Two Olathe families this week won the right to continue keeping chickens in their back yards, but the discussion has started the City Council thinking about banning the birds from small backyards citywide.
By JENNIFER BHARGAVA
Special to The Star
The issue came up when the first couple, Lisa and Luke Demaree, asked the council to renew their special use permit to keep the two chickens they’ve had for the past year. They keep the chickens as pets, collect their eggs and use their waste as fertilizer.
But they need a special use permit to keep the chickens on a residential lot smaller than three acres.
That permit was threatened because the city had received complaints over the past year that the Demarees had more chickens than allowed and the coop was too close to the property line. But city staff found everything in compliance when they visited the property. There was also a complaint about noise.
Because of the filed complaints, the Planning Commission had recommended that the council deny the special use permit.
But the council voted 6-1 on Tuesday night to allow the couple to keep the chickens, mainly because several council members didn’t think the complaints, especially the one about noise, held much substance.
“I challenge anyone who says a chicken is louder than a dog,” said Councilman Larry Campbell. “If we don’t allow chickens because of noise, we shouldn’t allow dogs. It’s not fair.”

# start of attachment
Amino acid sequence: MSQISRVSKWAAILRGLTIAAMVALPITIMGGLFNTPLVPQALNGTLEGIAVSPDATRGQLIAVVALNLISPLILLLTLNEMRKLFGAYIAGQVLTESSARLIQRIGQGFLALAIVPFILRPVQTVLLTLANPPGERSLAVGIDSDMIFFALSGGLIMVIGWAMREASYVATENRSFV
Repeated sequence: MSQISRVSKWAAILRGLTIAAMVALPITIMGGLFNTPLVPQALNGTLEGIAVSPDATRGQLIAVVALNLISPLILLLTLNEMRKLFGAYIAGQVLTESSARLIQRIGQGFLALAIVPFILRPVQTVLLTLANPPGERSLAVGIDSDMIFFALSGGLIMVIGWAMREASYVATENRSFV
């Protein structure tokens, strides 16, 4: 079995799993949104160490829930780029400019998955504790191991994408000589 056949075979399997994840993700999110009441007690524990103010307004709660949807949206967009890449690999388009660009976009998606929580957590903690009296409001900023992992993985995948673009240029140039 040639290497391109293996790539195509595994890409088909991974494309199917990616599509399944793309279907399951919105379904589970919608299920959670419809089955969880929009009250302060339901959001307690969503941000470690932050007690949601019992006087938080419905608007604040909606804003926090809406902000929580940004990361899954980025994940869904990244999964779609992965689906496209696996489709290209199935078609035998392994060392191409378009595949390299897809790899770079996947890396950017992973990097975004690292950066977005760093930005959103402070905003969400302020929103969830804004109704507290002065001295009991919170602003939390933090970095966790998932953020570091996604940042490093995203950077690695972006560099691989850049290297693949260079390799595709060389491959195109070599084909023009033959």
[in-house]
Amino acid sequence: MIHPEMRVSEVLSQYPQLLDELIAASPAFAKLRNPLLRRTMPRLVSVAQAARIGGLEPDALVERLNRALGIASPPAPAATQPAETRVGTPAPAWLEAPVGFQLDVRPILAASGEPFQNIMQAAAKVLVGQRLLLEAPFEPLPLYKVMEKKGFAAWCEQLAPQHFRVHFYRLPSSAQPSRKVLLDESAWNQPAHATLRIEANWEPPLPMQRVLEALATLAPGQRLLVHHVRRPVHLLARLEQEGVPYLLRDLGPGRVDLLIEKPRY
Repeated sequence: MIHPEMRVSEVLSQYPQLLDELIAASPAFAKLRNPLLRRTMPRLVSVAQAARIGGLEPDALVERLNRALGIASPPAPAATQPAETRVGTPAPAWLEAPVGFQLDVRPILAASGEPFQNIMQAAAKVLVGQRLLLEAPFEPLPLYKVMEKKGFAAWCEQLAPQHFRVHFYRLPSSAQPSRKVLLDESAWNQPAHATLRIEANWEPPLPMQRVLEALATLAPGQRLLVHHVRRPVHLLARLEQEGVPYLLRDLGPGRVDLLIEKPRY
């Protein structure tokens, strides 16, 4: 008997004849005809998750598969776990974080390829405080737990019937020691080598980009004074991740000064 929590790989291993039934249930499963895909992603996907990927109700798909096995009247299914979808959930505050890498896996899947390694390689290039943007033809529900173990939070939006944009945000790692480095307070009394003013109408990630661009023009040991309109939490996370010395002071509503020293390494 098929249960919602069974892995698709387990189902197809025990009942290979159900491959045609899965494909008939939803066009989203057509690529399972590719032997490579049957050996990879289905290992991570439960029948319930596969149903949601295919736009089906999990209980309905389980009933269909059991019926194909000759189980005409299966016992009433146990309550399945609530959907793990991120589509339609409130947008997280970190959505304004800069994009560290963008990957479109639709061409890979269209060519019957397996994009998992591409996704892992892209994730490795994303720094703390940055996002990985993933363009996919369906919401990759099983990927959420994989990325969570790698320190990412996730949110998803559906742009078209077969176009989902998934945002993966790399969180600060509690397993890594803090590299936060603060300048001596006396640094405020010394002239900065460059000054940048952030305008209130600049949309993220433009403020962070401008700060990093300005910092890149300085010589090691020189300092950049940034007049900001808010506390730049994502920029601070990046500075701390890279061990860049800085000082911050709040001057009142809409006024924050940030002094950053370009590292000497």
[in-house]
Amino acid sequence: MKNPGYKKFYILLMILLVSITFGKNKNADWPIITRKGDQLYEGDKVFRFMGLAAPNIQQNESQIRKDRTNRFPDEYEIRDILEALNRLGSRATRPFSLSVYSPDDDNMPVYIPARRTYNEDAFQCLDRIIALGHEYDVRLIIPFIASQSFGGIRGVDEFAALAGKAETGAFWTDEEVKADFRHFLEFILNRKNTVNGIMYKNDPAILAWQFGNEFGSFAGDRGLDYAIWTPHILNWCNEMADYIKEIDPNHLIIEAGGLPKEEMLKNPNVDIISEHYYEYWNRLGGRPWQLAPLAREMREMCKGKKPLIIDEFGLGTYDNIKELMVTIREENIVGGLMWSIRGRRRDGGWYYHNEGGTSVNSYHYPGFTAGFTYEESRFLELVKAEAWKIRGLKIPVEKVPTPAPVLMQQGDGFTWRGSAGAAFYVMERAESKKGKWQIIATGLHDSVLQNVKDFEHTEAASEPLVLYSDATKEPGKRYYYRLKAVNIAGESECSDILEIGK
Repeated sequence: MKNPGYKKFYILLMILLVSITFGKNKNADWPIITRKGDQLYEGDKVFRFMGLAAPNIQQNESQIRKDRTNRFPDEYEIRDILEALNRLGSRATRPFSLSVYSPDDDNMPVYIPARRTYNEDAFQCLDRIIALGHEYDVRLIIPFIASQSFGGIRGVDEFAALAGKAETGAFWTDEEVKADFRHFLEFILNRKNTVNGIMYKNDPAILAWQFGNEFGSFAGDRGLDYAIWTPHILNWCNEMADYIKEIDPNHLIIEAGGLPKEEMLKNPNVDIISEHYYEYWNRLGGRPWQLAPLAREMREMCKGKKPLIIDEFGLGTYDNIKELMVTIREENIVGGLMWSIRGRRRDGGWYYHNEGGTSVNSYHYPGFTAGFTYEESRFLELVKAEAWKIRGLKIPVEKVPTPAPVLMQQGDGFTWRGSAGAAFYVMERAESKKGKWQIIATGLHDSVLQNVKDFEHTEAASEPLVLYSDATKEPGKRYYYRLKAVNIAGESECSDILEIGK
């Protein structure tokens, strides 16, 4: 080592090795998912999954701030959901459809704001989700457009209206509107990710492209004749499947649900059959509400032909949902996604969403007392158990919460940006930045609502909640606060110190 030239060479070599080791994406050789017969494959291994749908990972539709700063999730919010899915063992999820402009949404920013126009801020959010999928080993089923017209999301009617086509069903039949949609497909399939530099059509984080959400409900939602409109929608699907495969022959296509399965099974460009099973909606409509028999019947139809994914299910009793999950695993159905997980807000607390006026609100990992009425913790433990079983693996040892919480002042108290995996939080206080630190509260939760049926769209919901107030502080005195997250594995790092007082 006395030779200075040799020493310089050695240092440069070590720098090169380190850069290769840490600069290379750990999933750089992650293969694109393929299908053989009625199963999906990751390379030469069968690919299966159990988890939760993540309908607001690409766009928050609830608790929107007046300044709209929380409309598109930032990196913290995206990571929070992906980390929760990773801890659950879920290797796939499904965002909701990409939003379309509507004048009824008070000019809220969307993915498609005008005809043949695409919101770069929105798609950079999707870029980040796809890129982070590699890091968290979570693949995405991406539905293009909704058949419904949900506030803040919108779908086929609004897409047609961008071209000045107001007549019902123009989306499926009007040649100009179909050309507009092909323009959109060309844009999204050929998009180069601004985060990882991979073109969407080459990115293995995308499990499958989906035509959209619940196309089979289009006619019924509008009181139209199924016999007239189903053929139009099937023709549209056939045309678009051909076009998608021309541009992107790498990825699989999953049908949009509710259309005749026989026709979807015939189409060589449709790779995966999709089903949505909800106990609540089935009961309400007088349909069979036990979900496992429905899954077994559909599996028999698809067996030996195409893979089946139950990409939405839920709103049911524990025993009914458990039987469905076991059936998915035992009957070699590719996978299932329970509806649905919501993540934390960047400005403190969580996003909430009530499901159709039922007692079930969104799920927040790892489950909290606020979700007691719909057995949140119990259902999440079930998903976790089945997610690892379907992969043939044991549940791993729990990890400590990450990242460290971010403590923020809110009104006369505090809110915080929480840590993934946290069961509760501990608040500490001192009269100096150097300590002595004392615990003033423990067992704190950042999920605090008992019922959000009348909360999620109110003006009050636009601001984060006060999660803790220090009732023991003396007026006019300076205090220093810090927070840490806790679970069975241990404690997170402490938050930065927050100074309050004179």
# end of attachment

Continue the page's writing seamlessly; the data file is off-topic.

Several council members concurred.
Jim Randall was the only council member to vote against renewing the special use permit.
“I think our city needs to be at the point where non-domestic animals in backyards should not be allowed,” he explained. “That’s my own personal feeling.”
Despite allowing the family to keep its chickens, several council members said they agreed.
Campbell said he would like the council to create an ordinance banning undomesticated animals from back yards.
“I am all for us reviewing our books, because I think it’s time we don’t allow it,” he said.
After the discussion, the council voted to approve another special use permit allowing John and Jennifer Sanjean to keep six chickens.
Although Lisa Demaree was thrilled her family can keep the chickens they’ve grown to love, she is upset that the city might try to stop residents from raising the birds.
If the city takes a step in that direction, she said she will fight it.
“I would start a grassroots movement because we’re certainly not the only family in Olathe with chickens,” Demaree said after the council meeting. “I have three neighbors right around me who raise chickens, too. The organic movement is growing everywhere. People are starting to come around.”